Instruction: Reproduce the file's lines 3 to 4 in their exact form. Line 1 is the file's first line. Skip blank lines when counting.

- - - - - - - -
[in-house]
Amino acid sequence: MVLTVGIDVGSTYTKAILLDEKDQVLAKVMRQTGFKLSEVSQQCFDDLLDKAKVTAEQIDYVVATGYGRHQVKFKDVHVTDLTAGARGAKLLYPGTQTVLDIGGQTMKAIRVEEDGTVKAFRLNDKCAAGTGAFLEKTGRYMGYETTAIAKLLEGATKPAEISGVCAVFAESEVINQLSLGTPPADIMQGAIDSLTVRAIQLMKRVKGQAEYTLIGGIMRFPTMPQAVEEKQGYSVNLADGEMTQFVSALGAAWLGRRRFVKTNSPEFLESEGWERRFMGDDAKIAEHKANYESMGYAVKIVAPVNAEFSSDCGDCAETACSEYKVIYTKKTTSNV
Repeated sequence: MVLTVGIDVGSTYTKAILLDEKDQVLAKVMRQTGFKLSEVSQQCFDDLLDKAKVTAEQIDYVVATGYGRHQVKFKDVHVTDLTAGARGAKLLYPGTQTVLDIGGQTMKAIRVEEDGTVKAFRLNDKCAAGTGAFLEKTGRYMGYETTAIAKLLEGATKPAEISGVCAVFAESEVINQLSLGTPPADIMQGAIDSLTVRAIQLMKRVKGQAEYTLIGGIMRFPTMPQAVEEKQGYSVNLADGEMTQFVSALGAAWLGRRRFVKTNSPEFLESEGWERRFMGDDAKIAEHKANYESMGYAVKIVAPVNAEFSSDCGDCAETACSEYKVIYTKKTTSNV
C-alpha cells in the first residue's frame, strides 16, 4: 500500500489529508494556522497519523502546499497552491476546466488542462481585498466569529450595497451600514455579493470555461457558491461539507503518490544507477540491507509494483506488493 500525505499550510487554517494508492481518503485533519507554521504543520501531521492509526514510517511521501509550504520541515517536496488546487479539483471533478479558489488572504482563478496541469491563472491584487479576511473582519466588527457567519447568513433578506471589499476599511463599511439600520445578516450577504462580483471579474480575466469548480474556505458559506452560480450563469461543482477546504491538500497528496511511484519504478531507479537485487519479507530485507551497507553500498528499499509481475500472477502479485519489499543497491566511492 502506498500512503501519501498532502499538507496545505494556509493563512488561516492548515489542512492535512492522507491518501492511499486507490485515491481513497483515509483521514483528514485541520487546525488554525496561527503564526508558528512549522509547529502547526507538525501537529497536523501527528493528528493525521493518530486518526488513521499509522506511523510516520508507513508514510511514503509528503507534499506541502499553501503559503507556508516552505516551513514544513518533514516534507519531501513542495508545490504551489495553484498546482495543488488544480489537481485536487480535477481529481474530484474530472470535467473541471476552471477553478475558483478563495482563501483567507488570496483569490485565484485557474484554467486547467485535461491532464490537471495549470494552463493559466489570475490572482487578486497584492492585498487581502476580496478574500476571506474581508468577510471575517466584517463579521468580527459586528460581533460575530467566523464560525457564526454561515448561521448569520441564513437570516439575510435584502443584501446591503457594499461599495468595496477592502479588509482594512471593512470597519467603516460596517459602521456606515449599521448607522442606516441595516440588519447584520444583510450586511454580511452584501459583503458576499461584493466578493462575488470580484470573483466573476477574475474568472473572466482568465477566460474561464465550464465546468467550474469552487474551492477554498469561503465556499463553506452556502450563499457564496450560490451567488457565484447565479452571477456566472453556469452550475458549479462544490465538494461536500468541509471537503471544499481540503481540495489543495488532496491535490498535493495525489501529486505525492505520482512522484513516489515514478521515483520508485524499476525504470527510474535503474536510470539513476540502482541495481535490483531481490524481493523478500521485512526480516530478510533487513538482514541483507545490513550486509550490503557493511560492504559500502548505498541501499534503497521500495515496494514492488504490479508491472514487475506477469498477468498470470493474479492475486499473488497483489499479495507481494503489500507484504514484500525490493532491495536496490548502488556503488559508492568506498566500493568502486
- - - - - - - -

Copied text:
Repeated sequence: MVLTVGIDVGSTYTKAILLDEKDQVLAKVMRQTGFKLSEVSQQCFDDLLDKAKVTAEQIDYVVATGYGRHQVKFKDVHVTDLTAGARGAKLLYPGTQTVLDIGGQTMKAIRVEEDGTVKAFRLNDKCAAGTGAFLEKTGRYMGYETTAIAKLLEGATKPAEISGVCAVFAESEVINQLSLGTPPADIMQGAIDSLTVRAIQLMKRVKGQAEYTLIGGIMRFPTMPQAVEEKQGYSVNLADGEMTQFVSALGAAWLGRRRFVKTNSPEFLESEGWERRFMGDDAKIAEHKANYESMGYAVKIVAPVNAEFSSDCGDCAETACSEYKVIYTKKTTSNV
C-alpha cells in the first residue's frame, strides 16, 4: 500500500489529508494556522497519523502546499497552491476546466488542462481585498466569529450595497451600514455579493470555461457558491461539507503518490544507477540491507509494483506488493 500525505499550510487554517494508492481518503485533519507554521504543520501531521492509526514510517511521501509550504520541515517536496488546487479539483471533478479558489488572504482563478496541469491563472491584487479576511473582519466588527457567519447568513433578506471589499476599511463599511439600520445578516450577504462580483471579474480575466469548480474556505458559506452560480450563469461543482477546504491538500497528496511511484519504478531507479537485487519479507530485507551497507553500498528499499509481475500472477502479485519489499543497491566511492 502506498500512503501519501498532502499538507496545505494556509493563512488561516492548515489542512492535512492522507491518501492511499486507490485515491481513497483515509483521514483528514485541520487546525488554525496561527503564526508558528512549522509547529502547526507538525501537529497536523501527528493528528493525521493518530486518526488513521499509522506511523510516520508507513508514510511514503509528503507534499506541502499553501503559503507556508516552505516551513514544513518533514516534507519531501513542495508545490504551489495553484498546482495543488488544480489537481485536487480535477481529481474530484474530472470535467473541471476552471477553478475558483478563495482563501483567507488570496483569490485565484485557474484554467486547467485535461491532464490537471495549470494552463493559466489570475490572482487578486497584492492585498487581502476580496478574500476571506474581508468577510471575517466584517463579521468580527459586528460581533460575530467566523464560525457564526454561515448561521448569520441564513437570516439575510435584502443584501446591503457594499461599495468595496477592502479588509482594512471593512470597519467603516460596517459602521456606515449599521448607522442606516441595516440588519447584520444583510450586511454580511452584501459583503458576499461584493466578493462575488470580484470573483466573476477574475474568472473572466482568465477566460474561464465550464465546468467550474469552487474551492477554498469561503465556499463553506452556502450563499457564496450560490451567488457565484447565479452571477456566472453556469452550475458549479462544490465538494461536500468541509471537503471544499481540503481540495489543495488532496491535490498535493495525489501529486505525492505520482512522484513516489515514478521515483520508485524499476525504470527510474535503474536510470539513476540502482541495481535490483531481490524481493523478500521485512526480516530478510533487513538482514541483507545490513550486509550490503557493511560492504559500502548505498541501499534503497521500495515496494514492488504490479508491472514487475506477469498477468498470470493474479492475486499473488497483489499479495507481494503489500507484504514484500525490493532491495536496490548502488556503488559508492568506498566500493568502486